A great article came out last week in The Atlantic detailing the therapeutic effects of meditation. The article, written by Brian Steiner, discusses one woman’s familiar journey with persistent pain and then delves deeper into how meditation alleviates chronic pain both physiologically and psychologically. Particularly, meditation alters the level of activation in the primary somatosensory cortex, anterior insula, anterior cingulate cortex, and prefrontal cortex of the brain. The primary somatosensory cortex is the precise part of the brain involved in pain processing; whereas, the anterior cingulate cortex controls emotional responses. The prefrontal cortex is involved in social behavior and decision making. Meditation reduces pain “by decreasing activity in the primary somatosensory cortex, the pain processing area, and increasing activity in the three other regions” writes Brian Steiner. In short, meditation and pain both alter sensory, cognitive, and emotional aspects of our brain. Meditation can improve our cognitive control over nociceptive processing, help take emotional command over pain, and increase focus on the present. If you haven’t already read it, I highly recommend this interesting and enlightening article.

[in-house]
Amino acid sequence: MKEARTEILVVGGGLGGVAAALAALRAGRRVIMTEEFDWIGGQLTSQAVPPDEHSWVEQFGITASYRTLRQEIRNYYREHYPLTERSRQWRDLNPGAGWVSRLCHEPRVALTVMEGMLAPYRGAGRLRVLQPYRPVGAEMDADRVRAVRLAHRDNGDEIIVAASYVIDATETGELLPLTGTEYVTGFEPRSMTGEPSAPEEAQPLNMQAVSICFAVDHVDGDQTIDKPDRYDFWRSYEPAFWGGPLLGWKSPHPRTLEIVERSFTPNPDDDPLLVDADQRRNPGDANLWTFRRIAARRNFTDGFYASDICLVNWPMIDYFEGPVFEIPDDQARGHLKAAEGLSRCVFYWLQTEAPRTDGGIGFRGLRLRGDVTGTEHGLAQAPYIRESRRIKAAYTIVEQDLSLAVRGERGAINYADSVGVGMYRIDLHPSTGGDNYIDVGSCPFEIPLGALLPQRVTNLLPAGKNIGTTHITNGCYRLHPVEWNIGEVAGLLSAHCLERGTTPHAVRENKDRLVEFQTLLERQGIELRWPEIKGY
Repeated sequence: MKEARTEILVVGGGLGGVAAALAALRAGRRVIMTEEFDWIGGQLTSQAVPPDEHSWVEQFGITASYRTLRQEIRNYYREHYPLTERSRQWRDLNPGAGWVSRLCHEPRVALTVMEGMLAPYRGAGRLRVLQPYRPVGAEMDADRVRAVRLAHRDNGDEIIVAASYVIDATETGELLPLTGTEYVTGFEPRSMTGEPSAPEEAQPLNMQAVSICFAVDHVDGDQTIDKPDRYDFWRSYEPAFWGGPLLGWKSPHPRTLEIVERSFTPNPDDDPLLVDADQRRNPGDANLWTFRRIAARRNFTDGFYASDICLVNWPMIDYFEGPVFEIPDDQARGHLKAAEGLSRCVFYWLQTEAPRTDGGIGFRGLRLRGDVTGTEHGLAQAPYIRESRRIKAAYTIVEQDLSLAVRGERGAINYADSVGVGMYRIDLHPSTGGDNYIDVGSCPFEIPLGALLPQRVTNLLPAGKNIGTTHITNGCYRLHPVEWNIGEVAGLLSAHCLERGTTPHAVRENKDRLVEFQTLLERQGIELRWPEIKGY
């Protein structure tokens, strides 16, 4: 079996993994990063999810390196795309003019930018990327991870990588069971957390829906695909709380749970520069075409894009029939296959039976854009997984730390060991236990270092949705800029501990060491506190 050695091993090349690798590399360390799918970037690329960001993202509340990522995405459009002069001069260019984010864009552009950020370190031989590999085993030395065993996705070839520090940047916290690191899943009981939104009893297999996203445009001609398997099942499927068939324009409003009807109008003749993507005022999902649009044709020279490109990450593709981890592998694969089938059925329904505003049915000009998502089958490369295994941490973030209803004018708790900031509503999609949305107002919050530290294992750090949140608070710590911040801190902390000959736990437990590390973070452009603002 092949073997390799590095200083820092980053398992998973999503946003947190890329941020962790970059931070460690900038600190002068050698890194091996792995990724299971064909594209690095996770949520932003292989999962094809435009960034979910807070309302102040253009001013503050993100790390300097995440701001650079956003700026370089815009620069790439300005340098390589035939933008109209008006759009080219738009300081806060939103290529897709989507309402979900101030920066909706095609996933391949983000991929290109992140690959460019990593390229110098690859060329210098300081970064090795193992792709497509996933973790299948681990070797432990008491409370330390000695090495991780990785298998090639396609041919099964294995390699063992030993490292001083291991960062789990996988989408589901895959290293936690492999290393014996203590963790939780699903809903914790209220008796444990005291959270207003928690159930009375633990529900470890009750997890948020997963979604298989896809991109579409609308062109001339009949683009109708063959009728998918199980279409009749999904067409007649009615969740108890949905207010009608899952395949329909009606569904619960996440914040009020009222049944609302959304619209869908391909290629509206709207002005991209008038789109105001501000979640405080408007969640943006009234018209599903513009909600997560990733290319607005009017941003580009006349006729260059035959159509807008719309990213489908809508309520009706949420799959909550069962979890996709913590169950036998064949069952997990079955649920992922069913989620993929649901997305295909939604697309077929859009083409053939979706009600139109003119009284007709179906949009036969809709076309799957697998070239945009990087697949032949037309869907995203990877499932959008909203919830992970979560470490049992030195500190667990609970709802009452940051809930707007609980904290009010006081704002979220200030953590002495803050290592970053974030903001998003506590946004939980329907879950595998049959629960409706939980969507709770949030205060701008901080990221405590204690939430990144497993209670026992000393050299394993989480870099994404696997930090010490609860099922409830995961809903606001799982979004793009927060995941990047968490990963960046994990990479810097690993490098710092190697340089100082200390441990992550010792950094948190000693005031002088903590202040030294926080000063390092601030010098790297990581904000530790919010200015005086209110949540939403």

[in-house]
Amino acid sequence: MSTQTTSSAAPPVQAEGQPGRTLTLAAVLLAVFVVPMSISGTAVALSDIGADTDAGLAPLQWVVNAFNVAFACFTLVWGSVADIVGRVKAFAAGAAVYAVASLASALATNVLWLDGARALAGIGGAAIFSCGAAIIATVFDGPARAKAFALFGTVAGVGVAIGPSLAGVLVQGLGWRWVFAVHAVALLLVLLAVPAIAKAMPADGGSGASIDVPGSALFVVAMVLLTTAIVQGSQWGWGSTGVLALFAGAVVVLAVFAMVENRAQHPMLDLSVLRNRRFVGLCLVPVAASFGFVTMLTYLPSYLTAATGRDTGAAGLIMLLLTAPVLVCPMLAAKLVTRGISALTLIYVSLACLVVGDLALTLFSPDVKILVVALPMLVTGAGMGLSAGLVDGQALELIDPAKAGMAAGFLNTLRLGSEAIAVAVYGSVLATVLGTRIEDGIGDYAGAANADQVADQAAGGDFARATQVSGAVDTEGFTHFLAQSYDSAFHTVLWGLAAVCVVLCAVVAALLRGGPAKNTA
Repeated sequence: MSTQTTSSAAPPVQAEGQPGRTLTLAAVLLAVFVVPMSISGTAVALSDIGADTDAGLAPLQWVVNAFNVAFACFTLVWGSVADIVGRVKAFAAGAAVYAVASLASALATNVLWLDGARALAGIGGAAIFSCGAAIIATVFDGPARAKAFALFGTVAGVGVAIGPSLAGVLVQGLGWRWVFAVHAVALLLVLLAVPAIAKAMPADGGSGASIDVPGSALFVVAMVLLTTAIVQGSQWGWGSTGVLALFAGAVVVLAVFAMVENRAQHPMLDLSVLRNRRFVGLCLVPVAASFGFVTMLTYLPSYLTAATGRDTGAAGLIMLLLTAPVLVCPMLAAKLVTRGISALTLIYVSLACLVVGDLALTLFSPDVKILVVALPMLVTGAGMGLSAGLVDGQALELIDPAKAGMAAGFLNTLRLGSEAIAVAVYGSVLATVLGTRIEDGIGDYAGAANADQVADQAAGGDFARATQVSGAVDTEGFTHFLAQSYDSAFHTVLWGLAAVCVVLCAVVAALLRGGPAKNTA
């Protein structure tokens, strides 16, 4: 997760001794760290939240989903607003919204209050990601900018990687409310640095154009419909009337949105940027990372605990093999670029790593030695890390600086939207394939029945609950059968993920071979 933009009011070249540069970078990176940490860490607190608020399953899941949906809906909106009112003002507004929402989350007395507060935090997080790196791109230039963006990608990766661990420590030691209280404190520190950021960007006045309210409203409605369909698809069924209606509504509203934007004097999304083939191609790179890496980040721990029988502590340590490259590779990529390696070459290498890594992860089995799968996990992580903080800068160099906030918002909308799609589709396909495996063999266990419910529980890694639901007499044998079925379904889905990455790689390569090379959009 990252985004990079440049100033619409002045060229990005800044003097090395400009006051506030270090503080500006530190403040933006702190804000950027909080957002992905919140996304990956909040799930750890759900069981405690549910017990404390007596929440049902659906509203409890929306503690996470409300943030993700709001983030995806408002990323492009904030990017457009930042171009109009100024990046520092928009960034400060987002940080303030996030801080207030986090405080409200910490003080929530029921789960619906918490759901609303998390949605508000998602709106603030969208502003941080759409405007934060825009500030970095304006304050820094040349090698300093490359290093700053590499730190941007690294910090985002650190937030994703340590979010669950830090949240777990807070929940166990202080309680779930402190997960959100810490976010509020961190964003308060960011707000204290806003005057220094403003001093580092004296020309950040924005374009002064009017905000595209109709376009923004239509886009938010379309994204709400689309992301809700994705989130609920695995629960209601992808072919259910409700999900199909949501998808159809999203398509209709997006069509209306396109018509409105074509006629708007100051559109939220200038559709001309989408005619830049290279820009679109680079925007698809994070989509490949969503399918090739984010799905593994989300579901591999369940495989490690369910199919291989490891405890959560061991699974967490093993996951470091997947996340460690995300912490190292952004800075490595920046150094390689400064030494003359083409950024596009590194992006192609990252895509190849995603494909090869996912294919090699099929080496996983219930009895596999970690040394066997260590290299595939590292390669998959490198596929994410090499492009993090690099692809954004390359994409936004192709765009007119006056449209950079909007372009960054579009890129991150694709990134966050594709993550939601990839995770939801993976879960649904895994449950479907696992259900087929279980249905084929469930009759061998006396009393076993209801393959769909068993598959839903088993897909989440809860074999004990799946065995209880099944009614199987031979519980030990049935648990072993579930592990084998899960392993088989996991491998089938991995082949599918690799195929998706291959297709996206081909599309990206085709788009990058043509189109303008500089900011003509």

Tell me what you think? Has meditation improved your ability to cope with chronic pain?